When you find a fact as crude as the one showing this graph, if you are interested in learning something instead of just bashing MQA, what would be interesting is to discuss why do you think that gap is happening, that happens to be exactly at the Nyquist frequency of Redbook (other than the presumption of most people here that this MQA process is done by absolutely incompetent engineers, of course)...
My guess: MQA claims that it is trying to correct the aliasing problems found in sources when dealing with digital data (instead of analog sources), applying some filter techniques. Perhaps if they can't fix it because of the nature of the source presented, the algorithm assumes that is better just to erase a small 1/3 octave supra-aural band instead of leaving those aliasing artifacts in. Is it that bad? from a religious "losslessness" credo it is; if you are instead interested in the aural results, perhaps it is not.

Another surprising element in these tests, that after over a thousand posts nobody has dared to discuss: it is evident that is you are measuring "losslessness" of a source file against a MQA-process, that by definition replaces the original noise floor with real information dithered as to still appear as noise to a normal DAC, you will get gigantic differences: that noise floor which you are expecting to find as an exact copy doesn't exist anymore in MQA. And yet, not a single person has commented why is this. I think, just perhaps it is not because MQA engineers are stupid, but instead because they are doing this on purpose: they are trying to achieve a different result (gain space for real information in what's garbage in the source file).

In the upper bits of the audio spectrum, above the threshold of maximum expected amplitudes of music, it is happening the same thing: Instead of recording voids, MQA is recovering that space to store real data. As the practical bit depth used to register the content in this sampling is smaller, when you feed the algortithm with test tones, like square waves, totally discrepant with this assumptions, the reconstruction of that content (that square wave) cannot be done. The resulting wave in GoldenEar test shows exactly that. If any, the only thing this test it is proving is that MQA is doing what their papers say they do.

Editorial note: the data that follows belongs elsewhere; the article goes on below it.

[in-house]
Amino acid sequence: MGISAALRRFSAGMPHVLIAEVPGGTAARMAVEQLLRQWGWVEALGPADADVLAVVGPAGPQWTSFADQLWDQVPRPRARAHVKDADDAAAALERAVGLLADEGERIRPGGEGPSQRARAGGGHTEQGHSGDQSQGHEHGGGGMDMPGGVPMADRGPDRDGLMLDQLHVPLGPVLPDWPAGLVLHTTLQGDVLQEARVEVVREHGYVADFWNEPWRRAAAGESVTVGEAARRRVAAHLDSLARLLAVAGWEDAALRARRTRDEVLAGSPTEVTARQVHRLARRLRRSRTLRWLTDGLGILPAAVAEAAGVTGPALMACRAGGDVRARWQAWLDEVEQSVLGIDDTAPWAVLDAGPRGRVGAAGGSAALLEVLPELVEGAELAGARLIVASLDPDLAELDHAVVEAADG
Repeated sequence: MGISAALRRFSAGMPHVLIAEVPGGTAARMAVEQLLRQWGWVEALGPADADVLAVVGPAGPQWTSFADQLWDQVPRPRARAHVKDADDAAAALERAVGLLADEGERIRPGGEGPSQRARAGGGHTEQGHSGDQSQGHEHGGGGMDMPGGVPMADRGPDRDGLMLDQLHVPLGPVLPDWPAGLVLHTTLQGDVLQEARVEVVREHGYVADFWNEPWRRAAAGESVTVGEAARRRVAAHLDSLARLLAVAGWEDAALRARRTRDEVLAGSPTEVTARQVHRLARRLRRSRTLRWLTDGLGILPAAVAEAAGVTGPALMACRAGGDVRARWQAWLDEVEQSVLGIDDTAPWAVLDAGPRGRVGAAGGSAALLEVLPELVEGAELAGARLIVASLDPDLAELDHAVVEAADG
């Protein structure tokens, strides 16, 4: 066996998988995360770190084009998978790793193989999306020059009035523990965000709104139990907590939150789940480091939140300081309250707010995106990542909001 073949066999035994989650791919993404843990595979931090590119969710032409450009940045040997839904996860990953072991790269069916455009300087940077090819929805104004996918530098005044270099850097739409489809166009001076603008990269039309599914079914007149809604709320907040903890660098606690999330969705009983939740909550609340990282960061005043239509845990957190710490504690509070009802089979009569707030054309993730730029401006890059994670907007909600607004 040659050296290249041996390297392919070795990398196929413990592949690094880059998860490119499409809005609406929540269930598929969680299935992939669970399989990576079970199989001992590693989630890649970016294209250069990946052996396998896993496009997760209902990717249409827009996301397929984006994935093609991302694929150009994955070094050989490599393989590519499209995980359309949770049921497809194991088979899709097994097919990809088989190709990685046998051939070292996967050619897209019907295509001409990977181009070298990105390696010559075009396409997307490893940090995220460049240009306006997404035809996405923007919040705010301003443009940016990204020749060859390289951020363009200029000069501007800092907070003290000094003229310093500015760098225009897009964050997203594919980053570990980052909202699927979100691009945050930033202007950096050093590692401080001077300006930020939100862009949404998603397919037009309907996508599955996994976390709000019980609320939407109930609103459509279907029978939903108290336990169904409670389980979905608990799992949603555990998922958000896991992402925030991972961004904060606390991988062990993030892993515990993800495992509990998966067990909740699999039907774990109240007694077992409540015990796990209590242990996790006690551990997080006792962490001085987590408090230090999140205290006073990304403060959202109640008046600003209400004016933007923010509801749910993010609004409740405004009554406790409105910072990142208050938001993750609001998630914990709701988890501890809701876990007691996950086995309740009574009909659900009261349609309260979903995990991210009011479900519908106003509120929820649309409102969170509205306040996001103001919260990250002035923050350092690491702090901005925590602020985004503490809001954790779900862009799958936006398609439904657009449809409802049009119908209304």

If any of the people commenting here dare to read just the most general papers fo the MQA process, (most available for free elsewhere), they would be aware of the above things. Then we would be discussing if those assumptions are correct to not, but all people here insist in analyzing this issue as if MQA were just a flawed new kind of pkzip algorithm...

As a crude analogy, I t's like these test are comparing a file copy of a bunch of data done from an old, highly used hard disk, to a fresh new one. Files copied are "lossless" (that's what MQA claims, I agree, rather carelessly); then Archimago and GoldenEar are not looking if those files are identical (the music) but comparing each sector of each disk against the other. The first one, with all file fragmented and rest of old files deleted (the noise floor) is obviously different form the contiguous files encountered in the new disk. This new disk also doesn't contain all the garbage of those hidden erased files from the old one. Thus, it is "lossy"!, I will close my Tidal account!! They are lying to me!!! I may even build a case for seeing them!!!!
 
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GoldenOne

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Thread Starter #947
Are you serious? I mean I haven't used Tidal in 6 months so things could have changed.
Yep :(

This wasn't always the case. When I did a deltawave comparison of the master and hifi version of the same track a few months back they were different. But now every one I've tried has been the same
 

Grooved

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I just signed up for a Tidal trial. First "Master" I checked is from a 48K source. I am guessing that at this point the majority of Tidal Masters have no real content above 24KHz.
There are a lot of 44.1/48 and 88.2/96, which can be fully unfold with any MQA DAC or even a non-MQA DAC if Core decoding is done by the software (Tidal app, Roon...).
There are also 192 and up to 352.8 tracks (not found any of 384), which need rendering but since it's mainly a upsampling, it makes less improving from 96 to this upsampling than the improvement you get from the first unfold
 

abdo123

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Yep :(

This wasn't always the case. When I did a deltawave comparison of the master and hifi version of the same track a few months back they were different. But now every one I've tried has been the same
I seriously don't understand why would they ever do this. they still have to host two different files for the same track (as Hi-Fi is without the tagging).